Theatre Review: Death of A Black Man – Hampstead Theatre – 28th May – 10th July 2021
I wasn’t sure what to expect from this play when I first heard about it, but I was intrigued by the title and assumed it would be a typical tale of police brutality, highlighting racial injustice in the 1970’s – how wrong was I?
Written by Alfred Fagon, the playwright who now has an award named after him, for dramatists of African Carribbean decent.
This show is set in 1973 in Notting Hill, West London, we follow 18yr old Shakie living his best life in his swanky Notting Hill apartment whilst making a comfortable income selling African style furniture on the swanky Kings Road in Chelsea.
His perfect world is interrupted by the arrival of Jackie, his ex-girlfriend and baby mother to his young daughter. Why is she back? What does she want and can he trust her?
Have a look at the introduction to the show by director Dawn Walton…
This play is as old as me, first shown in 1975 – 46yrs ago it made it’s premiere at the Hampstead Theatre, but I’ve never even seen a play or show discussing the topics that it brought up.
Also, Alfred Fagon is a well known name in the industry, but noone has been staging his plays, so I feel so privileged to be able to see it – and what a play it is!
I am born from Caribbean parents who were teenagers in the 1970’s West London and life was about making quick money, partying and enjoying life, this I was aware of, but I had no idea about the class divide within the UK black community – this is prominently highlighted in this play.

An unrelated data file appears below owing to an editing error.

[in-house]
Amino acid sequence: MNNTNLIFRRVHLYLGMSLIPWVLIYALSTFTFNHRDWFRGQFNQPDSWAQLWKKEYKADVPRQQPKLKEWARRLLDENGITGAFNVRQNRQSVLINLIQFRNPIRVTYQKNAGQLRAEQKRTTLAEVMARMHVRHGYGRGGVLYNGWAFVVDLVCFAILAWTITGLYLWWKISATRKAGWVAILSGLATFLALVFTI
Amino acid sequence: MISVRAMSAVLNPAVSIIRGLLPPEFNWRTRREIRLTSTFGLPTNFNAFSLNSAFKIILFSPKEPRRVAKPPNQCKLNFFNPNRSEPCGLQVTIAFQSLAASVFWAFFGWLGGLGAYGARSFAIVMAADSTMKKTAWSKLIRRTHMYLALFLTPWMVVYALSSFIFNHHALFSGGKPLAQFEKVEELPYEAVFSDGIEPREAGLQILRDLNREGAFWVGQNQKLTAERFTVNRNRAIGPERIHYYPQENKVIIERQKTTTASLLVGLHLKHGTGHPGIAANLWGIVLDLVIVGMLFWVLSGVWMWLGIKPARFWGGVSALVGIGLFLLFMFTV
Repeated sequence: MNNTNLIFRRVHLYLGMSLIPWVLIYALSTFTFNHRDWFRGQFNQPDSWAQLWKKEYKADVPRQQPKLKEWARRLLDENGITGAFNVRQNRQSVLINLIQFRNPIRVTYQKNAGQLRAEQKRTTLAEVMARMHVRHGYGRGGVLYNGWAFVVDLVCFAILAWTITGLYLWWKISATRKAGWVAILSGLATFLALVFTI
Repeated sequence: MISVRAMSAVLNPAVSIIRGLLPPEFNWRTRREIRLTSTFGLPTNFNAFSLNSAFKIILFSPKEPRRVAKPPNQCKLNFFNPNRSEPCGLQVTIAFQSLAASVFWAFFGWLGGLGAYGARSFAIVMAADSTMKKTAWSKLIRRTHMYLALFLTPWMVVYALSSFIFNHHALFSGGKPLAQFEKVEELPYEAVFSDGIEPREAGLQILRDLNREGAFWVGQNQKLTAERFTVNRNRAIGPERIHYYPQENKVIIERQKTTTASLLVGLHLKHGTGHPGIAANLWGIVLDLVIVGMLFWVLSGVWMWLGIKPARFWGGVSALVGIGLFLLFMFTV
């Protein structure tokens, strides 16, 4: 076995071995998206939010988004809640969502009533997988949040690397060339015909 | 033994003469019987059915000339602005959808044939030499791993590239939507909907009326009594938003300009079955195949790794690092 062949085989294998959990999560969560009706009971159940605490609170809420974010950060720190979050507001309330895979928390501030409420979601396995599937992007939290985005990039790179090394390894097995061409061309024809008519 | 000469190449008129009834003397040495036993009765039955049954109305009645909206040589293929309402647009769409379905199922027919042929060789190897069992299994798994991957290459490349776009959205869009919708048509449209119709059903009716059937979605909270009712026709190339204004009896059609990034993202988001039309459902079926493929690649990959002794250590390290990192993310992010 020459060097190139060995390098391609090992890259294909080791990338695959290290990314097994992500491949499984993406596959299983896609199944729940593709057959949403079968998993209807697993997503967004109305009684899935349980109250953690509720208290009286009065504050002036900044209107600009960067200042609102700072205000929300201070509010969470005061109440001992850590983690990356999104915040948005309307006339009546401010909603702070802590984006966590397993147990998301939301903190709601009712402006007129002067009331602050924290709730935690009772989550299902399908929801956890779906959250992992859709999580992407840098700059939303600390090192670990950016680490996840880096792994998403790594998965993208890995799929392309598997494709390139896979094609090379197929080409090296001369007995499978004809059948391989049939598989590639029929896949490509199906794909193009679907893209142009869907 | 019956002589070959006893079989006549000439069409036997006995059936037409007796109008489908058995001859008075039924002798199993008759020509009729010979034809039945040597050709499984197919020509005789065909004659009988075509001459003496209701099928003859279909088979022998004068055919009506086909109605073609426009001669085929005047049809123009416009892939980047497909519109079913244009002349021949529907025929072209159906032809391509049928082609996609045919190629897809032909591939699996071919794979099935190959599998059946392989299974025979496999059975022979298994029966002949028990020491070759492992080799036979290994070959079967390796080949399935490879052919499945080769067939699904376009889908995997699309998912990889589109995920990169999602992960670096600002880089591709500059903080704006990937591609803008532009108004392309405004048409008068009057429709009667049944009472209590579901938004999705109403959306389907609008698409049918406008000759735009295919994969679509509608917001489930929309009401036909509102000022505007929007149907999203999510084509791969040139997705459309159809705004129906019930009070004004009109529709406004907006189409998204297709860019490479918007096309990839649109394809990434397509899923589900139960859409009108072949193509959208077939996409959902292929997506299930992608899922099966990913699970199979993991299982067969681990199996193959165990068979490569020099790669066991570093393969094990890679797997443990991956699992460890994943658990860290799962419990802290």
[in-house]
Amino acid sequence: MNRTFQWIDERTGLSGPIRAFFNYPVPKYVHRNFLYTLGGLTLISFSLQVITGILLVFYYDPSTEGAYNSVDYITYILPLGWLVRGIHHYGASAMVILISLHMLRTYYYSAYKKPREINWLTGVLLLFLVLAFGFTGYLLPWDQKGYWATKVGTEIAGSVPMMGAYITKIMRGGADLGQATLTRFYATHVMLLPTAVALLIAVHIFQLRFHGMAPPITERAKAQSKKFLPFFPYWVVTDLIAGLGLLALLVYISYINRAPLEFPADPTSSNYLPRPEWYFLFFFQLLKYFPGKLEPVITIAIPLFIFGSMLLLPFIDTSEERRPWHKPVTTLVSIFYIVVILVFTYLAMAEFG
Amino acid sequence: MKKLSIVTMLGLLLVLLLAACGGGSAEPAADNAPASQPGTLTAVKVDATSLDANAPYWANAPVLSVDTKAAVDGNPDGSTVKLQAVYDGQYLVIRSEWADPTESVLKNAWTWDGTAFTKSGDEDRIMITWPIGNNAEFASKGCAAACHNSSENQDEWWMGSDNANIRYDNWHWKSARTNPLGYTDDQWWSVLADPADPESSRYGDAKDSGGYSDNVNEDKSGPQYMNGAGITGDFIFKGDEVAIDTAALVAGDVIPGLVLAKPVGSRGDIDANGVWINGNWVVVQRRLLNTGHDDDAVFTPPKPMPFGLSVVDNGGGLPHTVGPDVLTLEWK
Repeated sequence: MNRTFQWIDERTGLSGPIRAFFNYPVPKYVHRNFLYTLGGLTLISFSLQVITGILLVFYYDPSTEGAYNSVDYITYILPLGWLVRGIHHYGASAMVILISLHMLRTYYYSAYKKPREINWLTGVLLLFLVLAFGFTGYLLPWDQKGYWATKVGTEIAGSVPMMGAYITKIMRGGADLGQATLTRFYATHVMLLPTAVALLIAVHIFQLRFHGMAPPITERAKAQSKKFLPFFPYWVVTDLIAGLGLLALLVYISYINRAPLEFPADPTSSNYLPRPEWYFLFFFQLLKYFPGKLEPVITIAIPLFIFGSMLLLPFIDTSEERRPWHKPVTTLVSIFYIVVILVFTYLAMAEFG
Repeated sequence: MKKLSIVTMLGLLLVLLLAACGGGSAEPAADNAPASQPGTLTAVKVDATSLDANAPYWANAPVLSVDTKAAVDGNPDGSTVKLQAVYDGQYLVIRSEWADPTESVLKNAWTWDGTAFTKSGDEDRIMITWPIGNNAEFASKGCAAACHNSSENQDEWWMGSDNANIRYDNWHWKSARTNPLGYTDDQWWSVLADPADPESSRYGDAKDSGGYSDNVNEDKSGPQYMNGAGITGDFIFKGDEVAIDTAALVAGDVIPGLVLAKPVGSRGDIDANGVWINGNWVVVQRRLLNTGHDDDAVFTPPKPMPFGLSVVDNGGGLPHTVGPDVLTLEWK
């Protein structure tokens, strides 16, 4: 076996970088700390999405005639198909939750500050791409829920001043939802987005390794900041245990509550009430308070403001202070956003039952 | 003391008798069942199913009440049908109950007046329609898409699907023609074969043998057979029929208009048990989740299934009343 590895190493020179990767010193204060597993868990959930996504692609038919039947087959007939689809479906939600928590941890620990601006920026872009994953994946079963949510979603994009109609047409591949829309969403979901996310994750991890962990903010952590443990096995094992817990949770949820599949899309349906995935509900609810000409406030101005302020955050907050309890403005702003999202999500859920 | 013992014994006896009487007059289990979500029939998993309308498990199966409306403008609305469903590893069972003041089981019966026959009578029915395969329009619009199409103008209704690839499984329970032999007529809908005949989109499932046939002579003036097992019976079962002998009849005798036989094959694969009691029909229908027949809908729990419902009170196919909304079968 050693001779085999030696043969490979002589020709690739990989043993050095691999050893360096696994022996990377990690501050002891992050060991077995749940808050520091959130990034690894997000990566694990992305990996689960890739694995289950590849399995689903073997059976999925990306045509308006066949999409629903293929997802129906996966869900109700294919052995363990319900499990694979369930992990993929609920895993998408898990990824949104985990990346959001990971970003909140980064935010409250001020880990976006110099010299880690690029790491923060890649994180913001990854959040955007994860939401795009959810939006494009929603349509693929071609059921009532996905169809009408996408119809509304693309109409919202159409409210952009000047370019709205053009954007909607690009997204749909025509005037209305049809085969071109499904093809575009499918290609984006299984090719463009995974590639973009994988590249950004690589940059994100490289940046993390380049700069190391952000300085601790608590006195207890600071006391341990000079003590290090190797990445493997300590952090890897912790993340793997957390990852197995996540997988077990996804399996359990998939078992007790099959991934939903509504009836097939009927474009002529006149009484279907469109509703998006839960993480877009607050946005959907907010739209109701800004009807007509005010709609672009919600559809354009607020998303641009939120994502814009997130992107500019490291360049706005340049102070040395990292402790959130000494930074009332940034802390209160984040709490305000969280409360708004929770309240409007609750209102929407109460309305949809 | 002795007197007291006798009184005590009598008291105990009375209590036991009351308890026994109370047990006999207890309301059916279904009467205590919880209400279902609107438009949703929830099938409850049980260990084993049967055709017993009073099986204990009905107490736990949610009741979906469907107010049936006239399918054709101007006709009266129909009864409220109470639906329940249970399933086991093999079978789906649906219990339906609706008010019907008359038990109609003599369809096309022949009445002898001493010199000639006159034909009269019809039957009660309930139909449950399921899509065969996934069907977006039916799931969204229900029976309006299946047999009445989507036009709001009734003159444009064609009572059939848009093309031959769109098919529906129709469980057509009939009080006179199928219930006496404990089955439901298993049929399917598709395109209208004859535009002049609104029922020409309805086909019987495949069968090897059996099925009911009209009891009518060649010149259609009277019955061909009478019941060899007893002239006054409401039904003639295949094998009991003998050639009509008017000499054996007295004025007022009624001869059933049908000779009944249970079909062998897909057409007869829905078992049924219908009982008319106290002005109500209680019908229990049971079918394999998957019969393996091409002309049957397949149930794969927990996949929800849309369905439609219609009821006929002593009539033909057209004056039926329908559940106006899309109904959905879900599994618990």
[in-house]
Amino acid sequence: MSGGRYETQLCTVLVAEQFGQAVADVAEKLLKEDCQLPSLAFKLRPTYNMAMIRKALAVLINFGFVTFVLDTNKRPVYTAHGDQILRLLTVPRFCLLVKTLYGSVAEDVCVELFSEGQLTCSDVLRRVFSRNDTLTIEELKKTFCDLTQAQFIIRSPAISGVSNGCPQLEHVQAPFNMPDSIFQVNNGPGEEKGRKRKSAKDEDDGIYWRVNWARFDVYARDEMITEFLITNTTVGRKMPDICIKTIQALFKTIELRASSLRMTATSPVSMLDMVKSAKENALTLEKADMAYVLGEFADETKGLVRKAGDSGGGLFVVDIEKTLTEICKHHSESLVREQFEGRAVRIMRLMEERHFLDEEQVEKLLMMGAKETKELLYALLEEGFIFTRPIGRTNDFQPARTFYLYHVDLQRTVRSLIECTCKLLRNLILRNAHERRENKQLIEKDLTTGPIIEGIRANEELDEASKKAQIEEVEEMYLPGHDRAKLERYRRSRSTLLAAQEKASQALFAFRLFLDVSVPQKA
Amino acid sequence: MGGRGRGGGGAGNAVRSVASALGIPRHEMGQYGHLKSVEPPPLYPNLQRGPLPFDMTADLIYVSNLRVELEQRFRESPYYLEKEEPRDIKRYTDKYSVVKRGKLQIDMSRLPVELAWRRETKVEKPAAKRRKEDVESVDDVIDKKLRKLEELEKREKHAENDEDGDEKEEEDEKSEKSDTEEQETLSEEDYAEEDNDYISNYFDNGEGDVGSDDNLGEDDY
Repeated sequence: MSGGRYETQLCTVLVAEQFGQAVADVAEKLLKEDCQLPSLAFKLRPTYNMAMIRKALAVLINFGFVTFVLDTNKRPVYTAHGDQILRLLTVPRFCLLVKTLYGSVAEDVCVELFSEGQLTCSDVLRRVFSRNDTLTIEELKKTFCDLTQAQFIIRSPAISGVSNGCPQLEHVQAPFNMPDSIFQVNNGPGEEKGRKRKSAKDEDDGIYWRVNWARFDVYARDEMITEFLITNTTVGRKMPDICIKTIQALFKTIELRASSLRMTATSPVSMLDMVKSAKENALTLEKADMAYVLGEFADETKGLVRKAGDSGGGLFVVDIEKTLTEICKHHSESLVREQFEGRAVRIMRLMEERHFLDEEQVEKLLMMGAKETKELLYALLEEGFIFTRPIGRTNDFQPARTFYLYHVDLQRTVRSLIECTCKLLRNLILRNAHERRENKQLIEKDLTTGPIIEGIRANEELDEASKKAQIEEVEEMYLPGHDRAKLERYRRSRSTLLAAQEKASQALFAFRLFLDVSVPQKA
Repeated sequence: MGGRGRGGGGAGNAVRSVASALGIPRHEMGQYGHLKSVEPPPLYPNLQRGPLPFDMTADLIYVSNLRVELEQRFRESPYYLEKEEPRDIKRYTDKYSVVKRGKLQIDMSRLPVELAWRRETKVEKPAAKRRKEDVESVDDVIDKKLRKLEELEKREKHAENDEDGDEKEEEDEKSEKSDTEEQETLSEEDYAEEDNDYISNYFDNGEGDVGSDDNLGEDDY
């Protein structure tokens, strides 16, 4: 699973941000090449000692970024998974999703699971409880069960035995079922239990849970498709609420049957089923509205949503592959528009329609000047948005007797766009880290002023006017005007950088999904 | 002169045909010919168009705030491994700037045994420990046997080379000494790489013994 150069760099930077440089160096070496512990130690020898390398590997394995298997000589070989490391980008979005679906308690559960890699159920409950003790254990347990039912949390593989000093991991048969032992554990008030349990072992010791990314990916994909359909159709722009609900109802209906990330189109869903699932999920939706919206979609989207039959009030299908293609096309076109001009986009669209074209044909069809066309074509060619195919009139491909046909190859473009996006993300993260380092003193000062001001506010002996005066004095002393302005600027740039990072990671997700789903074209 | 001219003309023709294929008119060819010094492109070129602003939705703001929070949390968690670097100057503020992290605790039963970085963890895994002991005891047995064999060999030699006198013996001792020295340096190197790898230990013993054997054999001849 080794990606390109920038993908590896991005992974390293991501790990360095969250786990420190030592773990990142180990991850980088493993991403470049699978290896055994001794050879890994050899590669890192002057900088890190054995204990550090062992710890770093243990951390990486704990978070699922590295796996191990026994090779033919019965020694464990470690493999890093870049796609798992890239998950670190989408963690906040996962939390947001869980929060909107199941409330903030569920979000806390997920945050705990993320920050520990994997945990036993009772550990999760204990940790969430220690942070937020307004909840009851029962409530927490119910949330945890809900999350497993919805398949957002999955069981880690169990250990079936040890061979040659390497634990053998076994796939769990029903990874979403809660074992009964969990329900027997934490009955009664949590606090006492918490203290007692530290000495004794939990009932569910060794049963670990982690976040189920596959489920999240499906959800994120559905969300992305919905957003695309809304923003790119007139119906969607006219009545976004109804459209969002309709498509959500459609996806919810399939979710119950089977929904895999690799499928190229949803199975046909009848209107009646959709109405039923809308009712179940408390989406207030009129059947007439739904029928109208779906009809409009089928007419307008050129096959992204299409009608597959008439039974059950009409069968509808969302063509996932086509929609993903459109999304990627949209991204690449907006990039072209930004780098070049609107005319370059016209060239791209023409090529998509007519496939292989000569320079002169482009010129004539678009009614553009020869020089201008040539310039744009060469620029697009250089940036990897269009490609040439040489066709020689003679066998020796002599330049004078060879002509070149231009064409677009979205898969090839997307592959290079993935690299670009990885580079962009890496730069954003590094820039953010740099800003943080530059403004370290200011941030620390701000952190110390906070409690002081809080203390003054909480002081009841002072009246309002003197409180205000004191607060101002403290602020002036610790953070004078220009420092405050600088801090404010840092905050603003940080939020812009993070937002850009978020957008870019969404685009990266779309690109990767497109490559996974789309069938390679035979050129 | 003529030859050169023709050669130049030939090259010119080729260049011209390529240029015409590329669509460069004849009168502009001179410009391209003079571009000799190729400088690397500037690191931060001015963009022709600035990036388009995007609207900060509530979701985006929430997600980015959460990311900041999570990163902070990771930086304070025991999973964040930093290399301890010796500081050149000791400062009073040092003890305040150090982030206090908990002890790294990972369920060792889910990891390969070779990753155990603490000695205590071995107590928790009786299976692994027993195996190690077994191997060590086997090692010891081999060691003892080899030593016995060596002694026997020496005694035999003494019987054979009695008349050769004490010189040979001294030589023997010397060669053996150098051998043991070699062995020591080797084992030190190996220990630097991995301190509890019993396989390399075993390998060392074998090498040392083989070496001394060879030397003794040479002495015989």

Although, the issue of colourism is touched upon, I get a feeling that gender was also a big issue in the way that Jackie was being treated – but class, jealousy, greed and the lure of money were the main themes and issues driving the narrative of this play.
The 3 actors in the show are brilliant, and I fell in love with Jackie, played by Natalie Simpson, who I felt was misunderstood by the 2 younger guys who I feel saw her as a “rich spoilt princess” with Daddy’s credit card.
The relationship between Shakie and Stupmie is lovable, hilarious and believable and the script lends great dialogue to all 3 characters.
It’s amazing how much is portrayed from 1 set (a living room) without much need for many costume and set changes, the great script, direction and the acting really transport you to the various places mentioned, without the need to portray another setting – utterly brilliant!
If you want to be educated and entertained at the same time, I recommend seeing this play before it finishes – you’ll be glad you did!